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bibliography * The PainScience Bibliography contains plain language summaries of thousands of scientific papers and others sources, like a specialized blog. This page is about a single scientific paper in the bibliography, Broadbent 2010.

Vibration therapy reduces pain, inflammation after downhill running

updated
Broadbent S, Rousseau JJ, Thorp RM, Choate SL, Jackson FS, Rowlands DS. Vibration therapy reduces plasma IL6 and muscle soreness after downhill running. Br J Sports Med. 2010 Apr. PubMed #18812416.
Tags: running, exercise, self-treatment, treatment

PainSci summary of Broadbent 2010?This page is one of thousands in the PainScience.com bibliography. It is not a general article: it is focused on a single scientific paper, and it may provide only just enough context for the summary to make sense. Links to other papers and more general information are provided at the bottom of the page, as often as possible. ★★★☆☆?3-star ratings are for typical studies with no more (or less) than the usual common problems. Ratings are a highly subjective opinion, and subject to revision at any time. If you think this paper has been incorrectly rated, please let me know.

This is a test of vibration therapy on sore muscles in runners. 29 male creational runners were studied after running a 40-minute downhill run. Some were randomly placed in the VT group; others were in the control group. Conclusion: “Vibration therapy reduces muscle soreness and IL6. It may stimulate lymphocyte and neutrophil responses and may be a useful modality in treating muscle inflammation.”

original abstractAbstracts here may not perfectly match originals, for a variety of technical and practical reasons. Some abstacts are truncated for my purposes here, if they are particularly long-winded and unhelpful. I occasionally add clarifying notes. And I make some minor corrections.

OBJECTIVE: In this study, the effects of vibration therapy (VT) on delayed-onset muscle soreness (DOMS) and associated inflammatory markers after downhill running were determined.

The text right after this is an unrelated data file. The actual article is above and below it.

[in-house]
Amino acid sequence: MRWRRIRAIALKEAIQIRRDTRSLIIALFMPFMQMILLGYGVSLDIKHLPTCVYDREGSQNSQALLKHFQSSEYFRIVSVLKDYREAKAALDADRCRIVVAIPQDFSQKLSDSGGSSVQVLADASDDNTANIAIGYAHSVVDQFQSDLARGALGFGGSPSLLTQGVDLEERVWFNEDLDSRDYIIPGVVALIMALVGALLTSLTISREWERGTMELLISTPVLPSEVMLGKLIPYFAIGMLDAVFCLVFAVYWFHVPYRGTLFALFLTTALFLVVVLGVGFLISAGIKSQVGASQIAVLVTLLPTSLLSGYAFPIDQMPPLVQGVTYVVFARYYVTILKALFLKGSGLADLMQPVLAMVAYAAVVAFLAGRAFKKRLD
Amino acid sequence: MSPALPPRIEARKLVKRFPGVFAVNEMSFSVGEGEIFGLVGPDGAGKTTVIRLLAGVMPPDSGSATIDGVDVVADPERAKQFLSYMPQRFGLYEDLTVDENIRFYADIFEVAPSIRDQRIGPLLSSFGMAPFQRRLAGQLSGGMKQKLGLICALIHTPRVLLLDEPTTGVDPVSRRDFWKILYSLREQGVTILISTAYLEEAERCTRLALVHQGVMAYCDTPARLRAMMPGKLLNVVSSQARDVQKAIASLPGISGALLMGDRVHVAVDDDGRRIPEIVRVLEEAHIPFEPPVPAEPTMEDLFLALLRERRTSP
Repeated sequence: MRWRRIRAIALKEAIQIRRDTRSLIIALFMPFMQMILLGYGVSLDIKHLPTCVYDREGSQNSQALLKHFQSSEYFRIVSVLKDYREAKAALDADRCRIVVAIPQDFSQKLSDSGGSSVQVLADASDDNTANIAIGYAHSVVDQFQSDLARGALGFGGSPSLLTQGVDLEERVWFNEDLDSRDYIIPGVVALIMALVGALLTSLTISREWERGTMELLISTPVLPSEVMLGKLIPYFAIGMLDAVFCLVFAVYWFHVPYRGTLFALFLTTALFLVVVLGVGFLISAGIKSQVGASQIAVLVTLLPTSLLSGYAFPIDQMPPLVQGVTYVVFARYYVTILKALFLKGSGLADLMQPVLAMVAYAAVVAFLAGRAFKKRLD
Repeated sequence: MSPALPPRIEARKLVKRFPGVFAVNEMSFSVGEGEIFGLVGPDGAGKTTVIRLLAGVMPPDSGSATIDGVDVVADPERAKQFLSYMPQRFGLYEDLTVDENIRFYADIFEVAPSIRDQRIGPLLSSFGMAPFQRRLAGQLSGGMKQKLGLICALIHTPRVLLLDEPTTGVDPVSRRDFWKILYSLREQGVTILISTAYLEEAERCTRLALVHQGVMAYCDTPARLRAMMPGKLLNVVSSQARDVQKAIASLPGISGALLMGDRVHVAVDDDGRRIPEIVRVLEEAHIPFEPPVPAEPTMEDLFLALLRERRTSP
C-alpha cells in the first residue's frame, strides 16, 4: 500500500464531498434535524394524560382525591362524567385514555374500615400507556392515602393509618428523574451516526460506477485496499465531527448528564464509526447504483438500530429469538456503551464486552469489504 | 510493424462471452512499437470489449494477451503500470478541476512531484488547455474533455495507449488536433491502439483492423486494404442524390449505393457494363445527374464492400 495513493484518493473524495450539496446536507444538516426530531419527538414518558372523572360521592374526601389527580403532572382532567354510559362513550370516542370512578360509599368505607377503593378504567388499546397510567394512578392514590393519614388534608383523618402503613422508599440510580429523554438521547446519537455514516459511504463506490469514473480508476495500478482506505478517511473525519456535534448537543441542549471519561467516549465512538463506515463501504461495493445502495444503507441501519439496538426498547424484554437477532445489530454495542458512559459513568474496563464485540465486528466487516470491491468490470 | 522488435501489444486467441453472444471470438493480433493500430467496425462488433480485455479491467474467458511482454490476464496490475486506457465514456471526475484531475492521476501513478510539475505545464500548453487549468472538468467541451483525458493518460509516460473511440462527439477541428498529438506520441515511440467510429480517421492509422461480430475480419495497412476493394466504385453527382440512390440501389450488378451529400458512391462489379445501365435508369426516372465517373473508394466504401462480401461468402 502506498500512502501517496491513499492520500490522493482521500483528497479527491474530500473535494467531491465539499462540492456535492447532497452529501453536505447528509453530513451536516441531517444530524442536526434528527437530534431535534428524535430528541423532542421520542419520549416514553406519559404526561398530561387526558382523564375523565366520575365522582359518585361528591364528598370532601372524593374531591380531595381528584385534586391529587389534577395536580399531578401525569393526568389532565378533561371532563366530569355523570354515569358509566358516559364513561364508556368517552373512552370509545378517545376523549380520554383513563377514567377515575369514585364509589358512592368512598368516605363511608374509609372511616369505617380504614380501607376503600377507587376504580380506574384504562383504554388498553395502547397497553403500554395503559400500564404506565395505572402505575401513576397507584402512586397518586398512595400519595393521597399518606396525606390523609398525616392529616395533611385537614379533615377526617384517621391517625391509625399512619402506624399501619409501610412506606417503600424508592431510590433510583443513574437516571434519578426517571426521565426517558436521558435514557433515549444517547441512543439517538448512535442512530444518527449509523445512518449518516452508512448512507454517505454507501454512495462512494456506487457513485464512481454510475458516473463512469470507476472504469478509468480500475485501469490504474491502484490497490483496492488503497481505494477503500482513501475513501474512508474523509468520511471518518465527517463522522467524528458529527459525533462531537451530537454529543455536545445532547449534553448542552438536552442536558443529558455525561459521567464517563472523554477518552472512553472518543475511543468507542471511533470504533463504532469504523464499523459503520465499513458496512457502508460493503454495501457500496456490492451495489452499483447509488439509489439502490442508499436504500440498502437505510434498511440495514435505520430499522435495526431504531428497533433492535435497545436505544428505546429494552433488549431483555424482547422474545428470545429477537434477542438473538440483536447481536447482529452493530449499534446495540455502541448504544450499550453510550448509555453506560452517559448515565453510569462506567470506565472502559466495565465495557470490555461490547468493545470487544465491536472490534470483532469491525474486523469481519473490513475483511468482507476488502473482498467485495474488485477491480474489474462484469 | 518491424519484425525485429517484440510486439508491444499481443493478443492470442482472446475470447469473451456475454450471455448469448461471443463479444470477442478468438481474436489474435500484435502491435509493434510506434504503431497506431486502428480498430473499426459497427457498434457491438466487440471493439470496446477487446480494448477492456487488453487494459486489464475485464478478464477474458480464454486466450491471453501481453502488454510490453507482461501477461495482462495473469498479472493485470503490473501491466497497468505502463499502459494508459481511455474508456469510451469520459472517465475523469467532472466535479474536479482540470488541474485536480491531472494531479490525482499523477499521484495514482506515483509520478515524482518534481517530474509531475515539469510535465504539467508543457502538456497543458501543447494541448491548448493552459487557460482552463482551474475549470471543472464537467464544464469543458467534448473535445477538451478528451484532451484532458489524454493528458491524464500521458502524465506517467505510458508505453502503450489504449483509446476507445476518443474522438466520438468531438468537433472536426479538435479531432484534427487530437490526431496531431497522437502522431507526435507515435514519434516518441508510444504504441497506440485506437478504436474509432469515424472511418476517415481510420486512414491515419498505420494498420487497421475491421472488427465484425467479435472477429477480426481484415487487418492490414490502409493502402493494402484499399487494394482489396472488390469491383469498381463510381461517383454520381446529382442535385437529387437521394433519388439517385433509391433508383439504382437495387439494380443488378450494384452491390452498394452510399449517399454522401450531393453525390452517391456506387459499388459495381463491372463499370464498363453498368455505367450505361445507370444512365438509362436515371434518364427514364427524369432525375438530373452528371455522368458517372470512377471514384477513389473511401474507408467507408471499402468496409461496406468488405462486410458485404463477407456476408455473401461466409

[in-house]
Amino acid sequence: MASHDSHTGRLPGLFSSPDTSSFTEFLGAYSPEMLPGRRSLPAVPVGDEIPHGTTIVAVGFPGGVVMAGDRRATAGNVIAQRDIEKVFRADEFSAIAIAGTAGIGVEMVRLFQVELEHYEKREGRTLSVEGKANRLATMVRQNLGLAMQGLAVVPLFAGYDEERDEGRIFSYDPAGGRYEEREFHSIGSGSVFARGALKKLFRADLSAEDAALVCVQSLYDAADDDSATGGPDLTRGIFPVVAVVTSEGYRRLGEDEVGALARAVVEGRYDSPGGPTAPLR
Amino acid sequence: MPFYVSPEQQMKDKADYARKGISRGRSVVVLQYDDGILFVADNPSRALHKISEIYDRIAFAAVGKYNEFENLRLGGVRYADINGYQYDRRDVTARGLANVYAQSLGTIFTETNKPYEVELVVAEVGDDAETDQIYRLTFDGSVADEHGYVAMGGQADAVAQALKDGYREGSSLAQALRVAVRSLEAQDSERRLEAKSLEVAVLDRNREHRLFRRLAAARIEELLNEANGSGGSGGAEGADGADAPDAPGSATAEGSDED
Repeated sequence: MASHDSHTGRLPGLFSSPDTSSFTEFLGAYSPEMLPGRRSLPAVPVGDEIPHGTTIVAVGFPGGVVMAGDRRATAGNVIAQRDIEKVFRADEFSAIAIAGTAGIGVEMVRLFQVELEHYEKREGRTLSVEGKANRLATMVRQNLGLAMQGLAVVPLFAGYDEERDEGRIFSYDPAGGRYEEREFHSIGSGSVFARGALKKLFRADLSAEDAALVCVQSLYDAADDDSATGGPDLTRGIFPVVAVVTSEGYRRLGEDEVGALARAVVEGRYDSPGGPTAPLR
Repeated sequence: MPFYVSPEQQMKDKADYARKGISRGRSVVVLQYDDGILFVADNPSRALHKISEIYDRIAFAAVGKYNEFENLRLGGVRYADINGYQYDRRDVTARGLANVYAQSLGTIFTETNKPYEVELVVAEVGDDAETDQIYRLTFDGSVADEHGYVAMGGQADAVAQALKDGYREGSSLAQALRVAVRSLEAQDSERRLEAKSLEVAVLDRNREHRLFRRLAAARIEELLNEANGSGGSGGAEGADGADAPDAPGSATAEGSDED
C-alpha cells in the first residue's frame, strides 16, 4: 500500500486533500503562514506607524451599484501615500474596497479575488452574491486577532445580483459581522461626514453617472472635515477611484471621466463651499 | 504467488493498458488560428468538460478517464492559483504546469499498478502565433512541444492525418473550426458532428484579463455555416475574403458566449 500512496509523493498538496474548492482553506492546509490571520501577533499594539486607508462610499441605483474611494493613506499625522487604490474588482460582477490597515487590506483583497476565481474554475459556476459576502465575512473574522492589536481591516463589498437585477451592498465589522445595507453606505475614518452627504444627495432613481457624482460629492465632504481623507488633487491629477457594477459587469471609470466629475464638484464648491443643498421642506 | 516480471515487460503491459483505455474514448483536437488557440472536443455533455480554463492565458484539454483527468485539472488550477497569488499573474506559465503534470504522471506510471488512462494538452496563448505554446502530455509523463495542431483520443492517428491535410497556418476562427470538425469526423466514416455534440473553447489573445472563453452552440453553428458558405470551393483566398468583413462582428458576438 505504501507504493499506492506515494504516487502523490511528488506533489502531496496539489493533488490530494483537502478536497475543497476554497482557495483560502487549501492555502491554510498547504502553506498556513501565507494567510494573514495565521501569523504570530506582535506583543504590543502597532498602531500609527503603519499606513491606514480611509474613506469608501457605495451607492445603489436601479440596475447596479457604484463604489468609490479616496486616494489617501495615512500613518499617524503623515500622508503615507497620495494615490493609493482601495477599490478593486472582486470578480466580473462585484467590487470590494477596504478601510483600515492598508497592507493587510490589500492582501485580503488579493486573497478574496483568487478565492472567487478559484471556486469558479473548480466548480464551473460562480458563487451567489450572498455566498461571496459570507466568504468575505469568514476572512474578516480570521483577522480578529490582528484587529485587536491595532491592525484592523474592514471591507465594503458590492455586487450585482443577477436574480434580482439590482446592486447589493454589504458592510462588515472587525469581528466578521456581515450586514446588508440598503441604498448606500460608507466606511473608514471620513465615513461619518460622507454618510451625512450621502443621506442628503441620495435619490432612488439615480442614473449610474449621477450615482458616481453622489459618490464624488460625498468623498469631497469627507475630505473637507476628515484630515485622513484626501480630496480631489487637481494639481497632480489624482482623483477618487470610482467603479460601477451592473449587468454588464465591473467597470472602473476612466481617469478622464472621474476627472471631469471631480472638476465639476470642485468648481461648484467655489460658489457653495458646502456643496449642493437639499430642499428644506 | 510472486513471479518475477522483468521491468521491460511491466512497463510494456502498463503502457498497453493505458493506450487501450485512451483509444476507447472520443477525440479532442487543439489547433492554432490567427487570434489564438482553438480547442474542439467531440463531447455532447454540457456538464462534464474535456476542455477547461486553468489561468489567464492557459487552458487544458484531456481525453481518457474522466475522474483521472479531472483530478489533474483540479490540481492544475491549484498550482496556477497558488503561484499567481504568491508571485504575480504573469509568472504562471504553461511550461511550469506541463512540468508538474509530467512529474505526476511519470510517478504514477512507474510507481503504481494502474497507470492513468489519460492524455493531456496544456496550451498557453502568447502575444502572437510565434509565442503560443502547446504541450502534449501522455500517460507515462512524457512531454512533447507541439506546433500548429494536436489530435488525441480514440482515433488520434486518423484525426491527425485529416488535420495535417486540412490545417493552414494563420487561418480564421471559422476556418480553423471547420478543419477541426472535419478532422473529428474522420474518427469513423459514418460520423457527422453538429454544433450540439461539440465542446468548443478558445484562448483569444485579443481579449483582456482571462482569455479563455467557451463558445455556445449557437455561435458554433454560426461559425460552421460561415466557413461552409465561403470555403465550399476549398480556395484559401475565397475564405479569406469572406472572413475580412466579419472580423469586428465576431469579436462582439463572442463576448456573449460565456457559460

METHODS: 29 male recreational runners (33 (8) years; Vo(2)peak 57 (6) ml kg(-1) min(-1)) completed a 40-min downhill run and were randomly allocated to a VT group or Control group. For 5 days post-run, the VT group underwent once-daily sessions of VT on the upper and lower legs. DOMS was assessed pre-run and for 5 days post-run by visual analogue scale. Immune cell subsets and plasma inflammatory markers were assessed pre-run, post-run, 24 and 120 h post-run by full differential cell count, and by ELISA and enzyme immunoassay, respectively. Data were analysed as per cent change from pre-run (ANOVA) and the magnitude of the treatment effect (Cohen's effect size statistics).

RESULTS: VT significantly reduced calf pain 96 h post-run (-50% (40%), 90% confidence limits) and gluteal pain 96 h (-50% (40%)) and 120 h post-run (-30% (30%)); decreased interleukin 6 (IL6) 24 h (-46% (31%)) and 120 h post-run (-65% (30%)); substantially decreased histamine 24 h (-40% (50%)) and 120 h post-run (-37% (48%)); substantially increased neutrophils (8.6% (8.1%)) and significantly decreased lymphocytes (-17% (12%)) 24 h post-run. There were no clear substantial effects of VT on other leukocyte subsets and inflammatory markers.

CONCLUSION: VT reduces muscle soreness and IL6. It may stimulate lymphocyte and neutrophil responses and may be a useful modality in treating muscle inflammation.


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